Project 1 will apply systems approaches to identify Host Regulatory Gene (HRG) networks that determine the balance between asymptomatic MTB infection and TB disease progression. Our strategy is centered on our recent identification of transcriptomic signatures that predict progression to active tuberculosis (TB) in humans. By integrating our human transcriptomic signatures for MTB disease progression with network models of macrophage innate immunity, we have identified nearly 200 candidate HRGs of MTB infection. Leveraging our access to a vast and expanding repository of mice harboring ENU-induced incidental mutations, we will screen the HRG mouse mutants for altered MTB-induced innate and adaptive immunity in vivo. HRG mutants that alter TB disease progression will be advanced for detailed mechanistic analysis. MTB-regulated innate immunity networks, and networks governing the interface between innate and adaptive immunity will be exhaustively characterized in vitro and in vivo through systems-level profiling. We will collect host and MTB transcriptomes, targeted protein level changes, condition-specific ChlP-seq, and proteomic enhanceosome profiles of key host regulators from within matched samples of infected macrophages. These data will fuel modeling of both the bacterial and host response networks, predictions from which will drive a new round of candidate HRG evaluation, omics-scale data collection and additional modeling. Our ultimate modeling Aim: a novel integrated host/MTB network model will be tested using samples from humans, with both candidate mutant bacteria and specific host genes modulated by RNAi. In recent years, we have contributed substantially to the infrastructure needed for systems biology, including the development of key tools for data generation, analysis and modeling. We have generated an extensive compendium of innate regulatory networks that will serve as a foundation for the MTB studies proposed here. This project combines separate advances in immunology, transcriptomics, molecular genetics, ChlPseq, proteomics and network modeling to produce an experimentally grounded and verifiable systems-level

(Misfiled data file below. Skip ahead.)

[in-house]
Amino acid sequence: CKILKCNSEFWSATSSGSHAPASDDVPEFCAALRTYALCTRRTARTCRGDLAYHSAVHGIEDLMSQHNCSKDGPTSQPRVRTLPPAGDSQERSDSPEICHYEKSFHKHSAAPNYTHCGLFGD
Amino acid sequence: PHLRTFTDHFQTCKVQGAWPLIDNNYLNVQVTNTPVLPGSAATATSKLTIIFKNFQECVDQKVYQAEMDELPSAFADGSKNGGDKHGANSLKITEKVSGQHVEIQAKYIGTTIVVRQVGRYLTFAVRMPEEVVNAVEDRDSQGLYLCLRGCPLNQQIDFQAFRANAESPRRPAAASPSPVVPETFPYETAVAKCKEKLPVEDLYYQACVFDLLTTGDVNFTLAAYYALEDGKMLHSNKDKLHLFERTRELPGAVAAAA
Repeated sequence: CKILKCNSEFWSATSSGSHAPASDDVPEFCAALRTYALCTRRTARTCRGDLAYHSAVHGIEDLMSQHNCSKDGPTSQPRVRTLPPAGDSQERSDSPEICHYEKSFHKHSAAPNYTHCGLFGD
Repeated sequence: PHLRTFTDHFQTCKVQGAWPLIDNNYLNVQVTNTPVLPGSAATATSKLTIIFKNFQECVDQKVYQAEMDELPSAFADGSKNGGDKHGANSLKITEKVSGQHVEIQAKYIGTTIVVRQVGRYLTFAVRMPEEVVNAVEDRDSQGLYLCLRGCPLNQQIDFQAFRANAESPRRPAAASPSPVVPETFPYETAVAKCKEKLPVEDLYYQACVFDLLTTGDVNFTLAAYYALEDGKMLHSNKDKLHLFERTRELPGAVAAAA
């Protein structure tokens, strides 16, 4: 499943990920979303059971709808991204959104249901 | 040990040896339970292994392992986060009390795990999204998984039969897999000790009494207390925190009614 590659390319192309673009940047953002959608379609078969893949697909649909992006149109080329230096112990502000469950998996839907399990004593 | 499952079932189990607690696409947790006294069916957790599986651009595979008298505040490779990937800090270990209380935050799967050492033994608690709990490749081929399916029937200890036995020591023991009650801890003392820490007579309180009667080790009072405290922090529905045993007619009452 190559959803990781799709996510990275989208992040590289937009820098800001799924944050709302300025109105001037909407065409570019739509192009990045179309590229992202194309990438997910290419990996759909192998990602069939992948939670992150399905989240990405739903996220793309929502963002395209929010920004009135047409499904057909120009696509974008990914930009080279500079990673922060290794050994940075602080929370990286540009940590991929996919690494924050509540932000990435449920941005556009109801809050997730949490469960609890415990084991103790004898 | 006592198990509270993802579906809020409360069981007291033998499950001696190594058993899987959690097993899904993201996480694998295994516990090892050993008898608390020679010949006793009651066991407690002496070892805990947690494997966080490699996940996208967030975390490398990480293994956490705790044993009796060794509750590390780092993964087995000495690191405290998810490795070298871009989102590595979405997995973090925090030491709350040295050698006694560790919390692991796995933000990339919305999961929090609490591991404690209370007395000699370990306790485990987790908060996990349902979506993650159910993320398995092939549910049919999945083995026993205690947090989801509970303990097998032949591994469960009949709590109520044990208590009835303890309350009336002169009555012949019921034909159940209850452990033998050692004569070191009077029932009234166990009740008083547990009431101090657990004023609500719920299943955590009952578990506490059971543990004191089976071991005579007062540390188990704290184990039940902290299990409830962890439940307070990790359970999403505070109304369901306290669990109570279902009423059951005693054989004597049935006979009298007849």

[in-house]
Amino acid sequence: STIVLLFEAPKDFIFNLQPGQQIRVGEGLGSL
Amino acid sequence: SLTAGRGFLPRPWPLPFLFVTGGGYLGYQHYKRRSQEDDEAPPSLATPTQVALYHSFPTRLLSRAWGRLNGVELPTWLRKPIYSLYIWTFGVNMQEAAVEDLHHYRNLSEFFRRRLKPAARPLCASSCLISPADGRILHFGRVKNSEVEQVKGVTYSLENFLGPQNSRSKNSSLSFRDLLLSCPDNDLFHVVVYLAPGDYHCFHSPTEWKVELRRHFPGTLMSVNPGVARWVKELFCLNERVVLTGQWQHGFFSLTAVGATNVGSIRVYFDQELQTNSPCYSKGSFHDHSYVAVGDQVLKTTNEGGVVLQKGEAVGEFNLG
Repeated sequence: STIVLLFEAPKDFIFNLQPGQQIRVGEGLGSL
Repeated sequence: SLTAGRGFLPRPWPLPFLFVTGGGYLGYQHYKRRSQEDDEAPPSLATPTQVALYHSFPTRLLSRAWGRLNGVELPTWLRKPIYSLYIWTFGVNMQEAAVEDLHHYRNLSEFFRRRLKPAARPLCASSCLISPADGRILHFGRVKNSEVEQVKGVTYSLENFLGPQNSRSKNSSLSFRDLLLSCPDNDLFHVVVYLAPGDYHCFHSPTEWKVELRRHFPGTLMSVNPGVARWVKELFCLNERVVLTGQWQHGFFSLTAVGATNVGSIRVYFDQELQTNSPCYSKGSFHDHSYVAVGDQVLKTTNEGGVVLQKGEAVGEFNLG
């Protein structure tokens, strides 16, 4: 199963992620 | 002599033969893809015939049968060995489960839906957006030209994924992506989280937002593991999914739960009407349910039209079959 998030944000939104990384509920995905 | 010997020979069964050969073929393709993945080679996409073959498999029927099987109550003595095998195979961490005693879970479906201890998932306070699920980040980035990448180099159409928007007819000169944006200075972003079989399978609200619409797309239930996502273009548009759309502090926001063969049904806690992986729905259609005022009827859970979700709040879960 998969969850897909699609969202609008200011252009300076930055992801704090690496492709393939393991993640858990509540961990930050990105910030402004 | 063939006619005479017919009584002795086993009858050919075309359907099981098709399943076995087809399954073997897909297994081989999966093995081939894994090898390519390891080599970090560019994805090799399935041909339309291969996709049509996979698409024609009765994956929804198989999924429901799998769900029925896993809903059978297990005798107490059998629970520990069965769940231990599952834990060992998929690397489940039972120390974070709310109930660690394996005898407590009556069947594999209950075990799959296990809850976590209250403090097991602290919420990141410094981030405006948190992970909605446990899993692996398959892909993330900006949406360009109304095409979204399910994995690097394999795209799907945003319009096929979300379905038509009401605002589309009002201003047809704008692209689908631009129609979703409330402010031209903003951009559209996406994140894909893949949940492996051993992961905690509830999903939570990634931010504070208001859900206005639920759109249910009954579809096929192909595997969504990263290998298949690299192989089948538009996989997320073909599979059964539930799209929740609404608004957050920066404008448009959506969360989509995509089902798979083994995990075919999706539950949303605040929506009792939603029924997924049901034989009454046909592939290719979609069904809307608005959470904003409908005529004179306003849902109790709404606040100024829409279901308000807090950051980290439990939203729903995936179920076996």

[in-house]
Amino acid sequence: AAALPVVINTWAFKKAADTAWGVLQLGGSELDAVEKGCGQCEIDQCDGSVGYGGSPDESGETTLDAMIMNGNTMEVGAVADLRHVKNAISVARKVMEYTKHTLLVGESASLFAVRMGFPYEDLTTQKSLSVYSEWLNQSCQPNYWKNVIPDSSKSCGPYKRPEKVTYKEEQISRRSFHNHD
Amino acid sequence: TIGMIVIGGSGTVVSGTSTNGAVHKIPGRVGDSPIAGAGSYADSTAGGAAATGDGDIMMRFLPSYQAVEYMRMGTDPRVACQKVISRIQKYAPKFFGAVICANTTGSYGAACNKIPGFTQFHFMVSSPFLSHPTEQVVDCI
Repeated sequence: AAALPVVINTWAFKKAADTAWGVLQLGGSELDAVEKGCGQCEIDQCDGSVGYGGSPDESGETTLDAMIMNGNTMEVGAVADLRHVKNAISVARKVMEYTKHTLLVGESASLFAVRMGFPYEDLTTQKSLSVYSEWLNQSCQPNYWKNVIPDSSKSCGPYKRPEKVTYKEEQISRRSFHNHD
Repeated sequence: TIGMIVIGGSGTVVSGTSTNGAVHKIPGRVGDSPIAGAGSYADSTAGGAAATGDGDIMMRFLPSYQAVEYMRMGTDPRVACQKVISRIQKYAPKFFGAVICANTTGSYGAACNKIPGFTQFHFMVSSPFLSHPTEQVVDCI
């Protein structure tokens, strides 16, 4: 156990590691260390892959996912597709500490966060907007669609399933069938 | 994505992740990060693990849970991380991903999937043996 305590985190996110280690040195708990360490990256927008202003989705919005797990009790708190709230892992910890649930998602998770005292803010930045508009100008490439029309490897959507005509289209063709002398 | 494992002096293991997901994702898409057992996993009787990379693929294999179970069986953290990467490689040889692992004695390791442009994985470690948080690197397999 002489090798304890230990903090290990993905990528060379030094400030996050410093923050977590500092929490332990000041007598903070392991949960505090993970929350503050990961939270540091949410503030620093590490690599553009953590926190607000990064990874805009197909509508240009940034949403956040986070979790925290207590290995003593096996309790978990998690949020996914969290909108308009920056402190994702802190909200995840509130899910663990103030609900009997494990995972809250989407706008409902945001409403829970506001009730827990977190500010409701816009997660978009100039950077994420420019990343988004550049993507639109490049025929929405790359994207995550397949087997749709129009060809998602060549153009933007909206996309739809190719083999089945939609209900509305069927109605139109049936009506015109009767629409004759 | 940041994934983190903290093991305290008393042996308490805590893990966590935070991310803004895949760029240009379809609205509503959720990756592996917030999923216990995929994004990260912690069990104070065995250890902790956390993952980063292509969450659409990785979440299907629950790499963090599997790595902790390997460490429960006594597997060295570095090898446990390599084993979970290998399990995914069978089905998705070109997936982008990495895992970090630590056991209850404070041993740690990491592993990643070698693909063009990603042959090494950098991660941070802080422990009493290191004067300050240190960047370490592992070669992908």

Public Health Relevance

Mycobacterium tuberculosis causes ~9 million new cases of active disease and 1.4 million deaths each year, and our tools to combat tuberculosis (TB) disease are universally outdated and overmatched. This project combines separate advances in systems biology and network modeling to produce an experimentally grounded and verifiable systems-level model of the host regulatory networks that affect TB progression.

National Institute of Health (NIH)
National Institute of Allergy and Infectious Diseases (NIAID)
Research Program--Cooperative Agreements (U19)
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Special Emphasis Panel (ZAI1-EC-M (M1))
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Seattle Biomedical Research Institute
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